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Wednesday, December 21, 2011

Republicans vs. Reality

A lot is being made of a Wall Street Journal editorial out today that points out the obvious: House Republicans have completely screwed up the payroll tax cut extension. While it's nice to see the WSJ momentarily dip their toes in reality, they can't seem to bring themselves to go for full immersion. The editorial is crawling with half-truths and unfounded assumptions. In other words, it was obviously written by the Wall Street Journal editorial board. Still, when a rightwing propaganda outlet attacks the right wing, it's at least interesting to watch.

But has it set the GOP back on the right course? Not exactly. And by "not exactly," I mean "exactly not."

In a report on the whole fiasco, The Hill shares this tidbit:

House Republicans... think it is Democrats who will be blamed for not working with the GOP on a deal to extend the break for a year. In their talking points Tuesday, they emphasized that a conference committee was the normal process for resolving differences between the two chambers.


Why do they believe they're winning this? Because they're Republicans, of course; they only believe things that make them comfortable, back up their prejudices, or confirm their ideology. "Damn the facts, full speed ahead," could be the GOP motto. And this time, they've got a full head of steam and a heading in the wrong direction. President Obama's approvals are climbing, while the Republican Party's are falling.

"President Barack Obama's approval rating appears to be fueled by dramatic gains among middle-income Americans," explains CNN Polling Director Keating Holland. "The data suggest that the debate over the payroll tax is helping Obama's efforts to portray himself as the defender of the middle class." In CNN's poll, the president's approval has risen five points to 49%, the highest since a bounce after the death of Osama Bin Laden.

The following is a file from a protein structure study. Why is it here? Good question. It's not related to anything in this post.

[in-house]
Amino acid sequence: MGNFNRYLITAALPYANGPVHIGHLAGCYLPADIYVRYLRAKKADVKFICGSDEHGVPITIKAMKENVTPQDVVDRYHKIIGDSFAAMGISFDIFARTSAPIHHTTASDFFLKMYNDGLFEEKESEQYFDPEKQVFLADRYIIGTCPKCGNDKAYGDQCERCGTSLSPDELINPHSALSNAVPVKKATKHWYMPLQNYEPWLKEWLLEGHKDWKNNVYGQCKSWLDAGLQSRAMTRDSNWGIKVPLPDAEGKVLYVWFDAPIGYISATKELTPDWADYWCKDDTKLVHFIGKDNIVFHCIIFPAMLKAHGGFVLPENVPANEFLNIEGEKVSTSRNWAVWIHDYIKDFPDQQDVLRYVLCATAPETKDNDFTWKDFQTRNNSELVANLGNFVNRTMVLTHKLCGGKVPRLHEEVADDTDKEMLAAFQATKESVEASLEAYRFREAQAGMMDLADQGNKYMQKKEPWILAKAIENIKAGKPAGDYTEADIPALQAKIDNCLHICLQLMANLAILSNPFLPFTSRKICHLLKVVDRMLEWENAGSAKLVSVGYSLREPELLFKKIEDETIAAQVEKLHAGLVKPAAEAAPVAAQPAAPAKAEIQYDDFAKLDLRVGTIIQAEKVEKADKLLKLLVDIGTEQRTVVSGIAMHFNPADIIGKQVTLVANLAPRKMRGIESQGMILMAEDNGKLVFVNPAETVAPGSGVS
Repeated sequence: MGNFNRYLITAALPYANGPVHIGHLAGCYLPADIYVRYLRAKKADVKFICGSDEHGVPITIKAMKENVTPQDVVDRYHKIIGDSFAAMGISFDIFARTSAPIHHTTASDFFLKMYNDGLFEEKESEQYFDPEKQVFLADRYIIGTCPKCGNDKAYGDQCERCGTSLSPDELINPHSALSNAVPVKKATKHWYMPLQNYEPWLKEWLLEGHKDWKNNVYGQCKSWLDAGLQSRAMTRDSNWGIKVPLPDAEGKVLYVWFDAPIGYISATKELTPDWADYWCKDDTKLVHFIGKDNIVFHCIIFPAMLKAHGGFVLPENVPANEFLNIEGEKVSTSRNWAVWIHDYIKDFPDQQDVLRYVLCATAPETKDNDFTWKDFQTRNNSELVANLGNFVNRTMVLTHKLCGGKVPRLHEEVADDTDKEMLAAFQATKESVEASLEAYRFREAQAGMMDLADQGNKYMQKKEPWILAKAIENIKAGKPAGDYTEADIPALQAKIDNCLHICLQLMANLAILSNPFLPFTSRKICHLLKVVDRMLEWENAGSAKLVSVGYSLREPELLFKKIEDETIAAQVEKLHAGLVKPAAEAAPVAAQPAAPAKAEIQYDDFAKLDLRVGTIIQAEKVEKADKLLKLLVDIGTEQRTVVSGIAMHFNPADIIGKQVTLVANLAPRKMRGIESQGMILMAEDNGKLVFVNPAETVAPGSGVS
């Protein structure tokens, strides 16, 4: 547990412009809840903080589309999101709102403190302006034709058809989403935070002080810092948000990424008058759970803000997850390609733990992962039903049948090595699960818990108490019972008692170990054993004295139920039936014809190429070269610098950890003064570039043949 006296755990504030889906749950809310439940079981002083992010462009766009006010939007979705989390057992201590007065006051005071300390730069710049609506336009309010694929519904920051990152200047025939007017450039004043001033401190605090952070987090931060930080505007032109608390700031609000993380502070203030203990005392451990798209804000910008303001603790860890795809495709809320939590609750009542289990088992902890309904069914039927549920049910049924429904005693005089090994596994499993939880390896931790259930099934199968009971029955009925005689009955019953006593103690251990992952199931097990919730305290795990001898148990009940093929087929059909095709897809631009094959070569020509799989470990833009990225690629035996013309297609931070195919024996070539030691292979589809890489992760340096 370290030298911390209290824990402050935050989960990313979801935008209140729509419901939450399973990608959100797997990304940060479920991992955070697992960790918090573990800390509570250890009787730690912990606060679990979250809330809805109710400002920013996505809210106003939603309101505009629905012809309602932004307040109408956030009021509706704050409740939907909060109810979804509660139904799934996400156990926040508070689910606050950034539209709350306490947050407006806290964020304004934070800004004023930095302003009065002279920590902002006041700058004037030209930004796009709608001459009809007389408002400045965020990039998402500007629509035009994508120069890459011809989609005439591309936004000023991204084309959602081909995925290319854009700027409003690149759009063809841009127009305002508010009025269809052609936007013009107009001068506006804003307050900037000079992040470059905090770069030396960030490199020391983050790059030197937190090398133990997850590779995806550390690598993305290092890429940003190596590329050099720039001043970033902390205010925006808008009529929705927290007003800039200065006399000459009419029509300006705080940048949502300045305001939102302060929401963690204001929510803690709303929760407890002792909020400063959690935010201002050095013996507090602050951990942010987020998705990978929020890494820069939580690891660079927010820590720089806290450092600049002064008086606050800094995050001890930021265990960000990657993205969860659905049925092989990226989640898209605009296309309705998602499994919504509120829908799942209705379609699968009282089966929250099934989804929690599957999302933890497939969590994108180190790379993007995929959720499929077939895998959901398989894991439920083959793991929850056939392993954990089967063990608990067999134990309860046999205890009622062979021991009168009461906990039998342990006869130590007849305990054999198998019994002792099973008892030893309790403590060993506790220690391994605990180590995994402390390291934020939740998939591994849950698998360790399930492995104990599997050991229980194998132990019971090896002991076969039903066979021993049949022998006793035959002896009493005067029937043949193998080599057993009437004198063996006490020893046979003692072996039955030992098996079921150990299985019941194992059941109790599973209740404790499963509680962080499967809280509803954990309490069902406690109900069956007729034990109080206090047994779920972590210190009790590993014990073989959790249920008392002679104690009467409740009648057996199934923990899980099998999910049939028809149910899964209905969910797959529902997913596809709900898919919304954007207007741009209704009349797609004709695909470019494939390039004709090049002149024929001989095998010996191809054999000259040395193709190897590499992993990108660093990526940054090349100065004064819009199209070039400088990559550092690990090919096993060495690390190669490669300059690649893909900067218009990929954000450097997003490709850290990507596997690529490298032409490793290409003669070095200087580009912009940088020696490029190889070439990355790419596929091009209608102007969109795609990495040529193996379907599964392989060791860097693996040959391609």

Obama's gains have come at the expense of the Republicans in Congress and the GOP in general. By a 50% to 31% margin, people questioned say they have more confidence in the president than in congressional Republicans to handle the major issues facing the country. Obama held a much narrower 44% to 39% margin in March.

And the GOP's overall favorable rating has dropped to six points, to 43%, since June, while the Democrats' positive rating remained steady at 55%.

"The Democrats do particularly well among middle income Americans, while the Republicans win support only from the top end of the income scale," adds Holland.

It may well be that Republican disdain for reality has finally come back to bite them. They're like Charlie Sheen, who was convinced he was "winning" while it was obvious to everyone that this was delusion. While House Republicans see themselves as "Braveheart," everyone else sees them as clowns. Reality has a liberal bias and, in this instance, that bias is harsh.

No wonder outlets like the Wall Street Journal's editorial page use reality only sparingly.


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